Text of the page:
Both milieus are fundamentally opposed to technologies and share the conviction that it is only with violent, radical means that they could have a chance of winning against the techno-industrial civilisation. At the same time, they display different narratives. In a nutshell, insurrectionary anarchists believe that technologies are far from being neutral tools. Instead, they represent and reify the power relationships between the ruling and the subaltern classes. In doing so, technological development aims at establishing a new form of totalitarianism of the machines; a process that will sanction the absolute domination of the techno-elites at the expense of the subaltern classes. Radical environmentalists believe, instead, that technological development is accelerating the inevitable environmental apocalypse and decry the role that technologies play in contributing to the harmful interference mankind has with the natural world. Despite these differences, both milieus share a similar commitment concerning the destruction of the techno-industrial civilisation. Also, the influence of Theodore Kaczynski – the ‘Unabomber’ – on both these milieus is quite palpable.
As such, the IAM and the REM do not restrict their activities to fighting nuclear technologies only. The nuclear front constitutes one among many in the ATM’s war on the techno-industrial society. Most notably, the ATM has also been targeting emerging technologies – as well as researchers and research institutes working on them. They have demonstrated deep hatred towards nanotechnologies, robotics, biotechnologies, and 5G technologies. Yet, while the technology issue appears to be more all-inclusive in the case of the REM, affiliates of the IAM have traditionally been involved in a series of other struggles, such as the migration crisis, the rise of right-wing and nationalist extremism, struggles for autonomy, and the social consequences of economic crises. Historically, the ATM has shied away from mass and/or indiscriminate killing. Its traditional modus operandi has, indeed, consisted primarily of tactics, such as arson, assault, sabotage, and bombing, that rarely aimed at bringing about casualties and were predominantly symbolic, representative, and communicative in nature. However, some of its most extremist fringes – e.g., the Individualists Tending Towards the Wild – have advocated the use of indiscriminate, lethal violence.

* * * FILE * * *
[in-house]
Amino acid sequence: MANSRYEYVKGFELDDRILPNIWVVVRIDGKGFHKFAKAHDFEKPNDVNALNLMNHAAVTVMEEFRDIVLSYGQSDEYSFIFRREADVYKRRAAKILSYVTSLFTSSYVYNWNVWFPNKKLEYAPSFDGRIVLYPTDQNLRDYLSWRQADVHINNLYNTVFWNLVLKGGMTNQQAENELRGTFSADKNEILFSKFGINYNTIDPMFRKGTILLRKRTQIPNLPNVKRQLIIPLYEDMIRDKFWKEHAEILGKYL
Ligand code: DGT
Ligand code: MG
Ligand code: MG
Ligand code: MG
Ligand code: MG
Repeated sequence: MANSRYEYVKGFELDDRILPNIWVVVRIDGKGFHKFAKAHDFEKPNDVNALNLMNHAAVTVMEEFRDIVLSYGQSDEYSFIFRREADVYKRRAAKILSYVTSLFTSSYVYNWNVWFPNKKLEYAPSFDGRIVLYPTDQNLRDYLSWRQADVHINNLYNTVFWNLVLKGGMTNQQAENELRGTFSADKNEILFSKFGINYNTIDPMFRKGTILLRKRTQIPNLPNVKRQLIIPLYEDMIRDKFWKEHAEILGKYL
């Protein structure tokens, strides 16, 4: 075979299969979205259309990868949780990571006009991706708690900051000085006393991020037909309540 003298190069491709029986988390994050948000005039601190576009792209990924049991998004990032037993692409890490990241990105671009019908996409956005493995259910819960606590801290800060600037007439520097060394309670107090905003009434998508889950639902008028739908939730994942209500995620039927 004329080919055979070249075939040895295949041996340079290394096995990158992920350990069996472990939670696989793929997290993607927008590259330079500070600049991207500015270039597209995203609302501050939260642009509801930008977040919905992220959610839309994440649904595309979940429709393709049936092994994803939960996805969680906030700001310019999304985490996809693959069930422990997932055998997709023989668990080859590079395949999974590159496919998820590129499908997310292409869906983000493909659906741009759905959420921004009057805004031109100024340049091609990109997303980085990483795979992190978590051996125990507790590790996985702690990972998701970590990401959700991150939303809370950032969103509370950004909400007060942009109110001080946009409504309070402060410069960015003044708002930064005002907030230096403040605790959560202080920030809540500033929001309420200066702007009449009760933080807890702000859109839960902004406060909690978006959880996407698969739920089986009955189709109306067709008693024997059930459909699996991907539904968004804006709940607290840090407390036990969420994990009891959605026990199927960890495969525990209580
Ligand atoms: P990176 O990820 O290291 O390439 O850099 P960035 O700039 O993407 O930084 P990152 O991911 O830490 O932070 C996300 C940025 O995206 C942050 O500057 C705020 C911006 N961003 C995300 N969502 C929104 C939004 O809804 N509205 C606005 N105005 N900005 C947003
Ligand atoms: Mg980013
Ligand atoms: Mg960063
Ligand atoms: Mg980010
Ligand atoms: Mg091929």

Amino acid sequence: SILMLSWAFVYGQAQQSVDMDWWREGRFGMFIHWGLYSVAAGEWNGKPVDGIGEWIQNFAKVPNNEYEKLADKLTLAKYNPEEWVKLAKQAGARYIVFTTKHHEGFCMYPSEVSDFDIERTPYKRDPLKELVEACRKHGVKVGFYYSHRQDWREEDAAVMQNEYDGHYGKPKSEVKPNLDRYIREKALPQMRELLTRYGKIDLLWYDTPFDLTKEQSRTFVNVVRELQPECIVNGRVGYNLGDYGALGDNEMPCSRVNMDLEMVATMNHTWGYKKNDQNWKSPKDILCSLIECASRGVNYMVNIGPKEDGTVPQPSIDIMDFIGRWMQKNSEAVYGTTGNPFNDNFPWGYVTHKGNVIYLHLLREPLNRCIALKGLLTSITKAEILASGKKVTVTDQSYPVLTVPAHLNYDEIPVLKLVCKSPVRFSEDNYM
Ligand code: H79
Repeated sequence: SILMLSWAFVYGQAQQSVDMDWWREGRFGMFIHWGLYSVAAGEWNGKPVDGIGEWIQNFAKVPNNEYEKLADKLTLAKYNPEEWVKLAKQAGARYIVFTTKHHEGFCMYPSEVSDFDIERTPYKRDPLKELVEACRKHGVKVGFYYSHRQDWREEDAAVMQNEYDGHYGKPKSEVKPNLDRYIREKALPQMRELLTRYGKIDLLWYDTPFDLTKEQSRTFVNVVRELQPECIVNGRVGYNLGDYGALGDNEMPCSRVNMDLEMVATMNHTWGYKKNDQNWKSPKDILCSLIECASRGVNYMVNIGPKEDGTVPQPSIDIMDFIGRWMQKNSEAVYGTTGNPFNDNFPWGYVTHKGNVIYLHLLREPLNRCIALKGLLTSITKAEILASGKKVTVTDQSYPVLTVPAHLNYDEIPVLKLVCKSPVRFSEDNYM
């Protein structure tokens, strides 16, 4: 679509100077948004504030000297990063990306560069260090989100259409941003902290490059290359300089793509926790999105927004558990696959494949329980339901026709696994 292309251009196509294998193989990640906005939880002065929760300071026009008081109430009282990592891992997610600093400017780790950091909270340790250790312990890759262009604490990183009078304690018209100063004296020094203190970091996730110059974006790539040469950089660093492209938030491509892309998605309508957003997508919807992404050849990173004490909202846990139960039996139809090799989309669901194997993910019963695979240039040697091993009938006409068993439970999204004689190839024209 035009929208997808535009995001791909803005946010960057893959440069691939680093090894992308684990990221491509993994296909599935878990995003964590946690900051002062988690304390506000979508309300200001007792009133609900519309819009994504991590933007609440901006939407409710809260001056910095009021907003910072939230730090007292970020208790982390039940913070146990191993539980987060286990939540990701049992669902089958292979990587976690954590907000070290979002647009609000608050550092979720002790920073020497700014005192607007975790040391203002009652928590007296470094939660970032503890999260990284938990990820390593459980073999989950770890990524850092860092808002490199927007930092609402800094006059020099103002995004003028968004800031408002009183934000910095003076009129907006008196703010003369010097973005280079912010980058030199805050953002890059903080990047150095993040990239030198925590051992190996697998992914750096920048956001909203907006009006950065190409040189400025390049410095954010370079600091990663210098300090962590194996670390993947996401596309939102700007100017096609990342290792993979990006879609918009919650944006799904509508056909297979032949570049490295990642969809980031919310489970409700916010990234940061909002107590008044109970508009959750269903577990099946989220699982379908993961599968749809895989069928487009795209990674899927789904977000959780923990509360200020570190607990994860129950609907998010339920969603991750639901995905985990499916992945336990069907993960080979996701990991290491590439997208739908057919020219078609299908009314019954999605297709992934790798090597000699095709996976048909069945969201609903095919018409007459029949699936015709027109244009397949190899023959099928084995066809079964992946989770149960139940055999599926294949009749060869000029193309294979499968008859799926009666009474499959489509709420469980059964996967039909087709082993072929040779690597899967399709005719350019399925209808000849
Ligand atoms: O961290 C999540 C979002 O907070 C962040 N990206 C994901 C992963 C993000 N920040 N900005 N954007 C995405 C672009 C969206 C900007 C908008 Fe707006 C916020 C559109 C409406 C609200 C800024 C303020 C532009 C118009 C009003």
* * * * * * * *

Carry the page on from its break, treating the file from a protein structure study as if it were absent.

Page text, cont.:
The ATM appears to be bound to escalate its commitment to political violence relatively soon. Preconditions for such an upsurge in violence are aligning. While nihilistic and apocalyptic stances rise within the ATM, the Fourth Industrial Revolution, the ongoing Covid-19 pandemic, and the distaste for mass protest movements and their peaceful means of action are some of the issues contributing to the increasing likelihood of such escalation. What is required to actualise this escalation is a precipitant – for example, major natural disasters – that catalyses and mobilises the ATM. If that were to happen, we could see the rise of a new, green, and anti-technology wave of extremism. Such an escalation could also entail an upgrade in the above-mentioned tactics and the resort to more lethal and/or indiscriminate violence.
The EU Commission Plan’s Potential Effects on the Anti-Technology Movement
In this perspective, the EU Commission’s plan to reconsider nuclear energy is likely to add to this set of preconditions. It could, indeed, represent an additional factor contributing to the radicalisation and exacerbation of the Anti-Technology Movement. That is to say, the Commission’s decision, on its own, is unlikely to catalyse and unleash a wave of anti-technology violence. This resolution could nevertheless result in an overall increase in the number of attacks targeting nuclear technologies, companies, and/or representatives. A comparison might help to clarify this. Throughout the Syrian Civil War, insurrectionary anarchists have paid particular attention to the Kurdish people and their struggle for autonomy. Following Turkey’s launch of Operation Olive Branch in January 2018, anarchists carried out a series of attacks against Turkish targets across Europe. While this campaign did not gain enough momentum to turn into a sustained offensive, it nevertheless channelled and directed anarchists’ efforts over a few months. The Commission’s plan could have a similar impact on the ATM. While unlikely to bring about a wave of anti-technology violence, it could still prompt a campaign against nuclear-related targets. Such a campaign could consist of sabotage, arsons, assaults, and bombings against symbolic targets. Consistent with the ATM’s modus operandi, the ATM would not pursue mass and/or indiscriminate killing, but actions along the same lines as the Adinolfi attack are also a possibility. At the same time, attacks could also strike non-nuclear targets. As mentioned above, targets that are not directly related to nuclear technology are also occasionally considered legitimate. Moreover, the attacks could also aim at propagandising the cause thereby attracting recruits to the ATM.
In summary, the plan of the EU Commission to consider natural gas and nuclear technologies as suitable energy sources that could facilitate the transition to a green economy has spurred widespread criticism among state members. At the same time, this decision could contribute to the exacerbation of anti-technology stances of the extremist fringes within the Anti-Technology Movement. As such, the repercussions of the Commission’s decision could entail an increase in attacks against both nuclear and non-nuclear targets. Moreover, it could draw additional recruits into the ranks of the ATM. While a renewed campaign against the nuclear issue is a possibility, this is, however, unlikely to transform the movement into the next wave of political violence and extremism. While the ATM has an evident potential to escalate and become one of the main protagonists of the future of political violence, time is not ripe. A (relatively) minor development like the EU Commission’s plan is unlikely to catalyse and give momentum to it. If one was to probe the realm of hypotheses, one could argue that a future catastrophe at a nuclear power plant could likely give more momentum to the ATM, but such considerations are perhaps too speculative and far down the line for the time being.